Take for example, Facebook. Parents may agree that an overabundance of posts or user data can be harmful, and so work to button up their profiles. Yet, if their close friend doesn’t share that sentiment and uploads a photo of their 9-year-old at a party – with their Facebook settings wide open – this content can unknowingly reach a much larger, perhaps shady audience.

Parents should work to share the same online hygiene best practices with family and friends – and even preschools that may publicly share innocent images of young children.

Also, try to keep communications among nuclear/extended family to encrypted, subscription-based threads.

And for those young children (or even parents) eager to “share” content, consider building albums visible on family smartphones, instead of pushing children and their content toward public profiles and sites.

Starting the Journey

In this parental journey, there will be ups and downs. In fact, we’re bound to lose a few battles. One that comes to mind as a technologist is “location-tracking” on phones. Teens see this as a form of intimacy and want their friends to know their every move and location, so it may not be going anywhere. However, there are still best practices parents can implement (in this case, encouraging teens not to be reckless with their data), and it starts with the “dialogue” I’ve stressed throughout.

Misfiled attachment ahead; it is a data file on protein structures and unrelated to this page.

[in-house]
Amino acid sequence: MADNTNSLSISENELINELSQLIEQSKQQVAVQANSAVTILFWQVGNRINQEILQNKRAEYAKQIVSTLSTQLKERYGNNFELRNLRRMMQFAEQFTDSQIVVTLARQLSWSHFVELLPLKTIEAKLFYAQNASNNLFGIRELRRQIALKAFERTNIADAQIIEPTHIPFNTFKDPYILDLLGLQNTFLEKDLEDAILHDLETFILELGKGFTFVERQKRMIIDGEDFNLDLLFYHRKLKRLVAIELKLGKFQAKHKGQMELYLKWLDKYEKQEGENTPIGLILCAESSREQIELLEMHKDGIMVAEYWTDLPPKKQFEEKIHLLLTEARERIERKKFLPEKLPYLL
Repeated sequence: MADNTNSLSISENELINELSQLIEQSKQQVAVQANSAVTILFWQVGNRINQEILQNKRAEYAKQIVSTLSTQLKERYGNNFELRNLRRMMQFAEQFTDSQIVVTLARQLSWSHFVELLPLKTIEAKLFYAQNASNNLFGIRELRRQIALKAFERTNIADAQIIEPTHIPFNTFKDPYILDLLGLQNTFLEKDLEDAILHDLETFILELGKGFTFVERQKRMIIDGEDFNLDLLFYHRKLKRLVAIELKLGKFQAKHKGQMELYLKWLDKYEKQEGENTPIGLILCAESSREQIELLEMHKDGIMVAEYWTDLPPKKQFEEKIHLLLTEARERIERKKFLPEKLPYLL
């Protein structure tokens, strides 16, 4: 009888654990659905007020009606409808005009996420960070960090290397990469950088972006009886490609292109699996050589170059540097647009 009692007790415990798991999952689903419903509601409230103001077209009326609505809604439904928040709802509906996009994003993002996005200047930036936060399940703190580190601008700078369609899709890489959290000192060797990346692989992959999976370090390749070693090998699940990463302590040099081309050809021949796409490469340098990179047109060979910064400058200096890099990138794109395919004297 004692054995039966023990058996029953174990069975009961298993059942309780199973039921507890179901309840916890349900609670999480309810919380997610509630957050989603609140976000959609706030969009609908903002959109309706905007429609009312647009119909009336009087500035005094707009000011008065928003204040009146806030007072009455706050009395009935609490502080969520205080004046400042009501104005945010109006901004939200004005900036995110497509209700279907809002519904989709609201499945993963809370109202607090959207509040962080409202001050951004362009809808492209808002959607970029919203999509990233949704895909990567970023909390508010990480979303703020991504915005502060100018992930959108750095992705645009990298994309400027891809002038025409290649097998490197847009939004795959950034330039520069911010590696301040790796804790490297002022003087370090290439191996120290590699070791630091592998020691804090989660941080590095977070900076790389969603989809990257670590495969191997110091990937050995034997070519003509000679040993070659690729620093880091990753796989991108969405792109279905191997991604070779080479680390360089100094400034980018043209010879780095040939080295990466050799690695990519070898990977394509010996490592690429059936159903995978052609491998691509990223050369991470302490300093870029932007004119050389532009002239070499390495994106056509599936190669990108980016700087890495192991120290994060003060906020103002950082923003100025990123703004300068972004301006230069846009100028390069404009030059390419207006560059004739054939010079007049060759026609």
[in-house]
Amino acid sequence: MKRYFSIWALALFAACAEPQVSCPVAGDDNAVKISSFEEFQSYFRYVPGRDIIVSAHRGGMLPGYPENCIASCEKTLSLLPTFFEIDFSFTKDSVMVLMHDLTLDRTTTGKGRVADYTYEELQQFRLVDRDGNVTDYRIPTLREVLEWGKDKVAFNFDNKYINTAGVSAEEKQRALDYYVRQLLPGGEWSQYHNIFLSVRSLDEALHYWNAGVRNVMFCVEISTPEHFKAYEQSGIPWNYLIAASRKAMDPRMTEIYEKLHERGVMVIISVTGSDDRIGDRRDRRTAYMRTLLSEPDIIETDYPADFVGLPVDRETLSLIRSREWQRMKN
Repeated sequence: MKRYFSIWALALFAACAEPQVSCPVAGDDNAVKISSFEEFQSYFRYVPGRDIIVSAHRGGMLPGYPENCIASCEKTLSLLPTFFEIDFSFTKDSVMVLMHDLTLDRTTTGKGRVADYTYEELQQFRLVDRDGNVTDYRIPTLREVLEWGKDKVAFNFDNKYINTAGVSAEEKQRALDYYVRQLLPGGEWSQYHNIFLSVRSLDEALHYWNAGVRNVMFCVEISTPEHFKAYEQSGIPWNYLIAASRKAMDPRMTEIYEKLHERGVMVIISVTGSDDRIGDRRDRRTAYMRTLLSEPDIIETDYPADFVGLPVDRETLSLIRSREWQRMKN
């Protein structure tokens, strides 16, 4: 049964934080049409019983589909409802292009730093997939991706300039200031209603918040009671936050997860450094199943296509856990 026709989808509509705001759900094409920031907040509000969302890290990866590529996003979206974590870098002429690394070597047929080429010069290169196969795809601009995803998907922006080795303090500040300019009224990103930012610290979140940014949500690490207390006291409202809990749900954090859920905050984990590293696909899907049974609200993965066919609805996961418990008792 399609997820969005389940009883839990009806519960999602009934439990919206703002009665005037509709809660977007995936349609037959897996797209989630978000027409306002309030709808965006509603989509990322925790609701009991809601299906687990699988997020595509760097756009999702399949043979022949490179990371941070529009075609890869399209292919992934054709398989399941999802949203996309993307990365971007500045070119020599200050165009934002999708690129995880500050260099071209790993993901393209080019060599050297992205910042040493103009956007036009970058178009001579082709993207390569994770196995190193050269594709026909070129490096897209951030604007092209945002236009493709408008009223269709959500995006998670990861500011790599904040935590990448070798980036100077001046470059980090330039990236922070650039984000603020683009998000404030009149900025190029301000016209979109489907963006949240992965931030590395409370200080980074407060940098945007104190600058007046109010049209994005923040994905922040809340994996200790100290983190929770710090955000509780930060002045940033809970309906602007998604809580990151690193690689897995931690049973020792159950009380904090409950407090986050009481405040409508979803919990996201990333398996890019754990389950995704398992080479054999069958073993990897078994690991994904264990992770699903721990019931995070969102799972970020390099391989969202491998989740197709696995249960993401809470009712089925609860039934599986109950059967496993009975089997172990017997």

Overall, I see success coming from truly parenting where technology isn’t necessarily the solution. Just like many other conversations we’ll have with our kids, the ones about the digital and online world they’re entering are critical. It’s helpful to establish a plan for them early in life, help them understand the importance of staying safe online, and to bring them along for the journey so that everyone can stay protected.

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Written by Michael Sherwood

Michael is a VP at Malwarebytes, a cybersecurity company protecting consumers online. He is an accomplished leader with 25 years of experience in cybersecurity and privacy – including software development and system implementation. Prior to joining Malwarebytes in late-2014, Michael was a Director and Lead Architect for tech support giant, Geek Squad, leading enterprise-wide software development as well as a rapid expansion of the organization. He is also a U.S. Air Force veteran and is passionate about helping parents and kids co-navigate the online world.